Elfquest by Wendy Pini. I discovered Elfquest in the mid-80’s. I was already a pretty good amateur painter, working in acrylics, when I was reading her black and white comics. I realized I could take my brush skills and turn them into inks. I’d been reading comics since I was a teenager. I worked in a pharmacy and one of my jobs was to rip the covers off of unsold comics so they could be returned to the retailer and then I was supposed to throw the body of the comics away. Yea, I threw them away . . . right into the trunk of my car. Anyway, I digress, I’d read comics for years but it wasn’t until I really looked at this B&W comic did I SEE the art. Really look at it and study the lines. That was it for me!
6. Who were some of your earliest influences on your trade?
Without a doubt, Dick Giordano. The first year I went out to SDCC I took a portfolio of everything including the kitchen sink. Sketches, painting, stuff I’d done in high school. It was embarrassing. I had NO idea what I was doing. Editors crucified me, as they should have. But Dick was giving this seminar on inking and it was amazing. I took notes like I was getting graded for it. It was like my Holy Bible. Then I looked at inks from Wally Wood, Bernie Wrightson’s ‘Frankenstein’, Joe Simon and other greats. I gravitated toward controlled inks like Mark Farmer’s more than loose, organic inks like Bill Sienkiewicz because it came easiest to me. I practiced for a year and went back out to SDCC with a better portfolio and got a job right off the bat.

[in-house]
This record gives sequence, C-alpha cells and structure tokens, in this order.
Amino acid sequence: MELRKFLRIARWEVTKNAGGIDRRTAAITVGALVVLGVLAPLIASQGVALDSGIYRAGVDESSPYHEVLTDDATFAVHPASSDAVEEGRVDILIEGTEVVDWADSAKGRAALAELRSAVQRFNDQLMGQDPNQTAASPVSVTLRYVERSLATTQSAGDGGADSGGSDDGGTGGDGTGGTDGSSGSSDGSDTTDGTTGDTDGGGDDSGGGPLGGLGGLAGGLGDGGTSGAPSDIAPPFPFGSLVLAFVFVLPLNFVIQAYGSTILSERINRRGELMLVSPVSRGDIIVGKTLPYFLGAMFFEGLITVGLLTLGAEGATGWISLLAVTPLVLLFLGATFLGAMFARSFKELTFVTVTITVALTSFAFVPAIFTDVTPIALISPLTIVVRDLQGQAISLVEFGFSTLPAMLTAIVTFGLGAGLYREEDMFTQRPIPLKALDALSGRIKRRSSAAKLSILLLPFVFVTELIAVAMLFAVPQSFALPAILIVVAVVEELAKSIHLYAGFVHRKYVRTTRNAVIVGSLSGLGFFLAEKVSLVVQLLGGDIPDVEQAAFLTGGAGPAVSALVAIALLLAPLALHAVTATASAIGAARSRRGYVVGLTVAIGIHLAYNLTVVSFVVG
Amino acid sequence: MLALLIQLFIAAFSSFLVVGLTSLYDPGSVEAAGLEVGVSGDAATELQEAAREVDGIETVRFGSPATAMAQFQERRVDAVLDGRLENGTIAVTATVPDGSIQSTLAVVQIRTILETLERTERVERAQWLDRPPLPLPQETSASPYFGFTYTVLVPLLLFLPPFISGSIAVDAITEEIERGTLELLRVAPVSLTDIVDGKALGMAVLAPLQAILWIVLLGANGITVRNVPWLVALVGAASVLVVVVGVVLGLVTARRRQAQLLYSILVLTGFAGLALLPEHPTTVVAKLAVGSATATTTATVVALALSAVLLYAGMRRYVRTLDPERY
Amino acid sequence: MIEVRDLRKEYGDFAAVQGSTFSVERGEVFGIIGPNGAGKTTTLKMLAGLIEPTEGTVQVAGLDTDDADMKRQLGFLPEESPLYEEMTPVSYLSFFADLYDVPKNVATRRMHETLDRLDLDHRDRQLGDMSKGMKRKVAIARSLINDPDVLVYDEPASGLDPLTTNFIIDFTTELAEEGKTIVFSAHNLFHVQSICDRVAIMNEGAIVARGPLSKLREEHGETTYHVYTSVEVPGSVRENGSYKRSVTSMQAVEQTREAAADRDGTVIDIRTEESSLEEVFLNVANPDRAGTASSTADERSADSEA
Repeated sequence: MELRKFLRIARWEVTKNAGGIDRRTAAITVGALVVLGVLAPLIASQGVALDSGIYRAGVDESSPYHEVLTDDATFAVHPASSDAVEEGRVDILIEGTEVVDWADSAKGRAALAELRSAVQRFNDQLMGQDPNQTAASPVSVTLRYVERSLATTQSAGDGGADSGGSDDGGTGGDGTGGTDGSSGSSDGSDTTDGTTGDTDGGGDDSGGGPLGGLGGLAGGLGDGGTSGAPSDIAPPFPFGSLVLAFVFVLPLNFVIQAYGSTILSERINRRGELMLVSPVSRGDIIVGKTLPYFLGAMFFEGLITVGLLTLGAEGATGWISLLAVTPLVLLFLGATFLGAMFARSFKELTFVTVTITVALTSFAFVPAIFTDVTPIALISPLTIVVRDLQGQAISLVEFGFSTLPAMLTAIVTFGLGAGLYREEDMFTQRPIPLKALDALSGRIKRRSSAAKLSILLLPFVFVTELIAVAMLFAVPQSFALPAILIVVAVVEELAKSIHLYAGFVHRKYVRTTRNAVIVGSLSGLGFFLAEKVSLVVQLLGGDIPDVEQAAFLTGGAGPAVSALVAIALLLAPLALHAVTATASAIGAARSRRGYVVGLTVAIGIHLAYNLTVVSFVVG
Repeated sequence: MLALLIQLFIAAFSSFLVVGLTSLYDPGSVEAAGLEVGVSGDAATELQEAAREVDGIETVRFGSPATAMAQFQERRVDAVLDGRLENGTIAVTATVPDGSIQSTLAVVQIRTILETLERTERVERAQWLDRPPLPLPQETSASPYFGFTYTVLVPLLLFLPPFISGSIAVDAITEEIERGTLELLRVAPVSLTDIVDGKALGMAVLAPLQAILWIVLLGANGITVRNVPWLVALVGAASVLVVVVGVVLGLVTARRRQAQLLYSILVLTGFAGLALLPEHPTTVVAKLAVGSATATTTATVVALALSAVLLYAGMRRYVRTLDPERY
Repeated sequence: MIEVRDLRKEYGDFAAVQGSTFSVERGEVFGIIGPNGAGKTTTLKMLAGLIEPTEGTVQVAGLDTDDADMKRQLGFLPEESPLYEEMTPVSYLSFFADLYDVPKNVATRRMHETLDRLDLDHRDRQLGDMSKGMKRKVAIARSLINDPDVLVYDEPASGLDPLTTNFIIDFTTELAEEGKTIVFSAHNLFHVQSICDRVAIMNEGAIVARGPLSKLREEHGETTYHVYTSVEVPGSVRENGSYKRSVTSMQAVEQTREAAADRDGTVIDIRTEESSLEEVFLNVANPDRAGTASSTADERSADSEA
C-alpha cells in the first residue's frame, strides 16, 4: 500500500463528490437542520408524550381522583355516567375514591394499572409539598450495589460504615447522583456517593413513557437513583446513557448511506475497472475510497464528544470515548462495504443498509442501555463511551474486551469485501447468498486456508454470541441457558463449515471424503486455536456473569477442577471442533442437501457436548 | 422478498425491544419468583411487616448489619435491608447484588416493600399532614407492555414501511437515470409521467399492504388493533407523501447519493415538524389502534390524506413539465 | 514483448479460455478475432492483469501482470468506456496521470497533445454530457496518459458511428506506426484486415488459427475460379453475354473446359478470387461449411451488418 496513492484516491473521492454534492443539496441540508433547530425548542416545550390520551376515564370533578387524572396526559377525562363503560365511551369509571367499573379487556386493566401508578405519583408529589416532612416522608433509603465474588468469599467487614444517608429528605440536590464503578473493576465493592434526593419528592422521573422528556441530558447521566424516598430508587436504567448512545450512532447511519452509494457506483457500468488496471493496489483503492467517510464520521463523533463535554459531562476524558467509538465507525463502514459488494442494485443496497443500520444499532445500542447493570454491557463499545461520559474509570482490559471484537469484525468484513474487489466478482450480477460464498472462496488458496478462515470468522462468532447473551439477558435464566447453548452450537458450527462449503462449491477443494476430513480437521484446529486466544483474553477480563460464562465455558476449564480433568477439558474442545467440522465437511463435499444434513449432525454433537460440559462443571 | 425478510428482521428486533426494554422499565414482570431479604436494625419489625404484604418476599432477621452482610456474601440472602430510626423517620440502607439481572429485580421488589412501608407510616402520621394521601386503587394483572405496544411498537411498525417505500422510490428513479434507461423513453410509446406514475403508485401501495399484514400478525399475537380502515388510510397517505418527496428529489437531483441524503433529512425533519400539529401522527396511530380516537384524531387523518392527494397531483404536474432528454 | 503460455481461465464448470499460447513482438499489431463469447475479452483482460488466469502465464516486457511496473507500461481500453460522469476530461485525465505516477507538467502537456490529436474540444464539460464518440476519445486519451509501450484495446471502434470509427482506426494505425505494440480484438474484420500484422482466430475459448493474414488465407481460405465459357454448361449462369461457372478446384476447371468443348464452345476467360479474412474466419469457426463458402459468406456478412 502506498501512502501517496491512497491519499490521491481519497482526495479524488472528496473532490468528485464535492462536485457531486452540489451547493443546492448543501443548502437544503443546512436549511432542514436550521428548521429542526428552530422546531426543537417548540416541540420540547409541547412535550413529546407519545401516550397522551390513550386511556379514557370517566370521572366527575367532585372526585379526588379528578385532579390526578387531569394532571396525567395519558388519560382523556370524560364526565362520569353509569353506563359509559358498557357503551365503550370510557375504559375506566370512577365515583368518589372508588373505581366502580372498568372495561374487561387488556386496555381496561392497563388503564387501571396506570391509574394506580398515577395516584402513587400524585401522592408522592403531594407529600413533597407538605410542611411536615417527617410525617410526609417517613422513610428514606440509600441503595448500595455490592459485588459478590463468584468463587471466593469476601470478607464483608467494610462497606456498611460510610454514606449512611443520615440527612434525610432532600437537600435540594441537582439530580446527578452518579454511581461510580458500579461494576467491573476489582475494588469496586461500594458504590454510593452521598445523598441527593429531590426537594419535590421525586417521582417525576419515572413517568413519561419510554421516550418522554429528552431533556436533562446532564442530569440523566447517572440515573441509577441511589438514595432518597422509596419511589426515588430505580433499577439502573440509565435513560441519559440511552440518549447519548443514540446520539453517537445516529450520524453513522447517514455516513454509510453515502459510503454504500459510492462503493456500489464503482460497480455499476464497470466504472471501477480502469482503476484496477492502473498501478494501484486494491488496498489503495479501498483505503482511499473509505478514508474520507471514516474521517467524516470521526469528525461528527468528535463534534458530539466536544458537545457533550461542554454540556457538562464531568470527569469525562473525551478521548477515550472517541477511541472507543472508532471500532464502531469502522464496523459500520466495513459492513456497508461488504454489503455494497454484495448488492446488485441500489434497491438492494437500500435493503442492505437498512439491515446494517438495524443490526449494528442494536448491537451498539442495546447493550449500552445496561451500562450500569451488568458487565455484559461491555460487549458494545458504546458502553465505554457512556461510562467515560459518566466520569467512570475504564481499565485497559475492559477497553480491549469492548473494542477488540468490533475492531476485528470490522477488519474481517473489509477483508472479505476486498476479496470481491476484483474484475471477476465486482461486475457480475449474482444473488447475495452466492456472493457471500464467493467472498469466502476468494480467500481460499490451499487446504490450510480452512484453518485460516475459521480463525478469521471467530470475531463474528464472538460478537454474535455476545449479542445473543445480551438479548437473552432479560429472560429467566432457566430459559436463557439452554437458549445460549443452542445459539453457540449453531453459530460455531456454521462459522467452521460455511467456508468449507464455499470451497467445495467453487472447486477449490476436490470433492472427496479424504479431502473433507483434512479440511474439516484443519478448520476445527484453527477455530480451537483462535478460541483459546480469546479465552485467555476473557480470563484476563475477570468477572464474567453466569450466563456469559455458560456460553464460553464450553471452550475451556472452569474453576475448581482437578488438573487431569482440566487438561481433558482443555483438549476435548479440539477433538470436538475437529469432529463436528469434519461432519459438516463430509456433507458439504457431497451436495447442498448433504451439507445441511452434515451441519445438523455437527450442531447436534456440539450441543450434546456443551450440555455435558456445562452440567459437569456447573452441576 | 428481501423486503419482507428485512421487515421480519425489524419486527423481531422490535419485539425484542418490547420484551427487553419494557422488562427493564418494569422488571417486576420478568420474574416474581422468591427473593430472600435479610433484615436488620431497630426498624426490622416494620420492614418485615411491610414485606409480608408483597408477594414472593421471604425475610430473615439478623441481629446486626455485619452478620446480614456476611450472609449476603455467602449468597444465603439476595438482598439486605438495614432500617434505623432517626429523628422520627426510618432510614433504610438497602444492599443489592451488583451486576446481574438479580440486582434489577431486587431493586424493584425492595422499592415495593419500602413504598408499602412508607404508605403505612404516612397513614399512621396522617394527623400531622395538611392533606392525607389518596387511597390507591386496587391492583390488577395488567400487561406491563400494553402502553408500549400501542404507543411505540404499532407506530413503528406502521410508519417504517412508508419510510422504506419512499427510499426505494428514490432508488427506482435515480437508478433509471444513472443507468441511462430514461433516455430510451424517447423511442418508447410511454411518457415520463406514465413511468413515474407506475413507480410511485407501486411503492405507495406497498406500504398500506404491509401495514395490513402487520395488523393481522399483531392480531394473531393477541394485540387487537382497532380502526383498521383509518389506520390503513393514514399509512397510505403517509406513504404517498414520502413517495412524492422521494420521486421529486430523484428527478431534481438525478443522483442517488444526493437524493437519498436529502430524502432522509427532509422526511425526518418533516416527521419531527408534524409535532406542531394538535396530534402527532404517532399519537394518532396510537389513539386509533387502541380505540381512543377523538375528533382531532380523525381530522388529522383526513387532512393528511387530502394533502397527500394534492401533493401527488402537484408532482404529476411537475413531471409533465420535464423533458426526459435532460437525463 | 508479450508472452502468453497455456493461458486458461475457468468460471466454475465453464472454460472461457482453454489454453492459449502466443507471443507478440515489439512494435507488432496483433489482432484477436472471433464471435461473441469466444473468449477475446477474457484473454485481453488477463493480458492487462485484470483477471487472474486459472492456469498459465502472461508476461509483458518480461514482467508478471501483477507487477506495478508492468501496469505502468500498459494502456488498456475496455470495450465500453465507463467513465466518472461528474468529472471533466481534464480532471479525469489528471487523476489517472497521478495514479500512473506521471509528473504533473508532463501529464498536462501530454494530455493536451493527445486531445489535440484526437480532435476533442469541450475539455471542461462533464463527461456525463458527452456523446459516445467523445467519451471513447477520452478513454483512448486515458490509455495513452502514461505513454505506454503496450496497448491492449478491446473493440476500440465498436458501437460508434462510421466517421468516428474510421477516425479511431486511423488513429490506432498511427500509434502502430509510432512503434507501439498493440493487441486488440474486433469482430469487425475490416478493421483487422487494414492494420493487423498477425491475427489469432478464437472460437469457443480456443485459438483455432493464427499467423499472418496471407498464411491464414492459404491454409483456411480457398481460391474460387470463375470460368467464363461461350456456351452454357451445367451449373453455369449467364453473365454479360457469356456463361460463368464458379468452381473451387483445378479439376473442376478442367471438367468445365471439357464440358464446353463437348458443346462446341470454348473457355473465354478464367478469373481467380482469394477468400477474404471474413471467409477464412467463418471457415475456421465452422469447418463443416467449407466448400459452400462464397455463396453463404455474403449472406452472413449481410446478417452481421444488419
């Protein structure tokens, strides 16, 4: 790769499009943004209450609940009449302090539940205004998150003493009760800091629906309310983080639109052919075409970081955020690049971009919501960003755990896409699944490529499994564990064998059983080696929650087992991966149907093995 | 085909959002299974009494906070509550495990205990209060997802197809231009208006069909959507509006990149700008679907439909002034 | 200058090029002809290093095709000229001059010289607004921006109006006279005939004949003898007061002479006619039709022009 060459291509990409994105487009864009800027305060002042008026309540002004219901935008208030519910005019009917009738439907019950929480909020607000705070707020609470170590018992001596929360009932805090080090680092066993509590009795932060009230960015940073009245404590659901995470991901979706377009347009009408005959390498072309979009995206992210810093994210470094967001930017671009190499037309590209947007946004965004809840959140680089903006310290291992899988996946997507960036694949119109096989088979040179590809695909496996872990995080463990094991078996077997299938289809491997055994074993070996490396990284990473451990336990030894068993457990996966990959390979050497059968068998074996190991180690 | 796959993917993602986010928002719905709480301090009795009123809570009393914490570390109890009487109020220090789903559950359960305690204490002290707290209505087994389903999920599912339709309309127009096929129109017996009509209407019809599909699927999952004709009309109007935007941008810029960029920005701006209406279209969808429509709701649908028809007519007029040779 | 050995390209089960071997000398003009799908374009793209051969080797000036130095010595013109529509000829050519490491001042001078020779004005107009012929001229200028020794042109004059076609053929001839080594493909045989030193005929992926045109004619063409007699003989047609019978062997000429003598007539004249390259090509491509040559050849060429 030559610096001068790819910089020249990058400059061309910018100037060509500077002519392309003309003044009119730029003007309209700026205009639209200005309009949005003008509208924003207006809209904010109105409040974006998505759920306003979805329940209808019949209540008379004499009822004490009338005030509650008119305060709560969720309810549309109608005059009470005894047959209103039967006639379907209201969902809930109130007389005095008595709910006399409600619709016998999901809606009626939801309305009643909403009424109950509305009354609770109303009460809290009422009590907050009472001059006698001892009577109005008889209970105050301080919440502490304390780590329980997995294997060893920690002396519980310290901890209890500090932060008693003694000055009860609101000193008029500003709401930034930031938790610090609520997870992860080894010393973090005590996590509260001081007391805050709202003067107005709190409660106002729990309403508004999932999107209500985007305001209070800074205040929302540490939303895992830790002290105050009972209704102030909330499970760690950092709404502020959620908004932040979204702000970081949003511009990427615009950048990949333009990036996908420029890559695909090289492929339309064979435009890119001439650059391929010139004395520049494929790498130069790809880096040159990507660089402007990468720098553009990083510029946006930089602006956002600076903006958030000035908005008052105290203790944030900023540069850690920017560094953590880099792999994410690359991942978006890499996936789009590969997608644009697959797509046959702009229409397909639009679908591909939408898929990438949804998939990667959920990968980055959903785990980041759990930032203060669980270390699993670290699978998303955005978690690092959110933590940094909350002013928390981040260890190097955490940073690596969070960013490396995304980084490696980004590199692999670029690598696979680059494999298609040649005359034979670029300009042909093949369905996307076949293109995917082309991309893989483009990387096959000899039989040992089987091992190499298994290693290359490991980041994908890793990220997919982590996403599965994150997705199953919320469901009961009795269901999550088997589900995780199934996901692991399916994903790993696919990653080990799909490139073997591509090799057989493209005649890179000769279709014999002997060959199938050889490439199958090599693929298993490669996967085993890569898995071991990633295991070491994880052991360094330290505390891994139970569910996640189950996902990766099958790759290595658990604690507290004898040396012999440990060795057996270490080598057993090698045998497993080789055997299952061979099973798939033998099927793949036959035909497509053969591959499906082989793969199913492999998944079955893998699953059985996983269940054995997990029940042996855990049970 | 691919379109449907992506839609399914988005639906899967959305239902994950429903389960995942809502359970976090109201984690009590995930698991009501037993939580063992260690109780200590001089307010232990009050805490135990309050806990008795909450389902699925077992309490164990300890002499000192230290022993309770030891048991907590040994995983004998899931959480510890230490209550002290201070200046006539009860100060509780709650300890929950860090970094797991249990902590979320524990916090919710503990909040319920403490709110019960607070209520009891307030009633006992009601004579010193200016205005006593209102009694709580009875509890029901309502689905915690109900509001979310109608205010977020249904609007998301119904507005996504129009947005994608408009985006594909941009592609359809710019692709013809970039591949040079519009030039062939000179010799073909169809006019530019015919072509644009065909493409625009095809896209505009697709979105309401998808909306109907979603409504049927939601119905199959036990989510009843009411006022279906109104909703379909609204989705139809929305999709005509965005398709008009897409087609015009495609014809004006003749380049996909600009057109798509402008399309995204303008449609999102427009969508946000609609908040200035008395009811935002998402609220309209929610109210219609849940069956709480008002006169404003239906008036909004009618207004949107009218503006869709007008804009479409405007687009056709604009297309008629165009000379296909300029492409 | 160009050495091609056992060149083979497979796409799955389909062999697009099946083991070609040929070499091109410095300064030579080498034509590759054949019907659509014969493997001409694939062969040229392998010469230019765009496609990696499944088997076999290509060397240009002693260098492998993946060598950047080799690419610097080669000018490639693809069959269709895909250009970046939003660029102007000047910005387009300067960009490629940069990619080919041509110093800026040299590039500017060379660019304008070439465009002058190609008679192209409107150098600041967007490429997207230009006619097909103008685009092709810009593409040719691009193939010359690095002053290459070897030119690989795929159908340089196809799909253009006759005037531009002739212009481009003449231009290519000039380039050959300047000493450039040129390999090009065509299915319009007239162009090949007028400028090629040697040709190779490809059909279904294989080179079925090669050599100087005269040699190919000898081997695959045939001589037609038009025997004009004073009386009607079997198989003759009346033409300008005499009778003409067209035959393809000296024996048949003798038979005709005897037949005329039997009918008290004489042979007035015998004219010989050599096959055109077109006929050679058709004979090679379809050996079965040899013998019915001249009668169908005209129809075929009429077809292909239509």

7. What was the first comic you ever worked on professionally?
You are going to laugh, but the first thing I ever did was NOT inking, but grey washes. I think it was Chris Ulm who hired me to do the washes for Eternity’s ‘Tiger-X’. He asked me if I could do grey washes and I told him no problem. I lied through my teeth. I’d never water colored in my life. I worked in acrylics. The minute I stepped off the plane from SDCC I headed for the library and checked out around 6 books on watercolors. Did about 2 or 3 issues of washes before they started giving me inking gigs which, honestly, I was 10 times better at (and even that wasn’t that good) Eternity jobs (like Planet of the Apes) led to Malibu and that was when things really took off.
8. Follow up Q — Can you still read that comic today without wincing?
Oh, Hell no. The washes were bad enough but the first couple of books I inked, Jack the Ripper (Eternity), are absolutely cringe inducing. I’m surprised they kept me on, but it paid off for them in the end to have the patience with me to get better.
9. If you could go back in time and give your younger self one piece of advice that would help them better navigate the comics industry, what would it be?
Don’t compromise your principles. It happened a couple of times that I let things slide that I shouldn’t or took a job or two that weren’t worth it. My biggest regret, however, was leaving the industry all together for 15 years. Yes, the reasons were for my family but, looking back, there were probably ways that I could have kept my hand in. I lost so much ground and there are so many new faces, now, that I don’t know and they don’t know me.
10. After you die, would you rather your memory be memorialized with an overpass or a parking lot?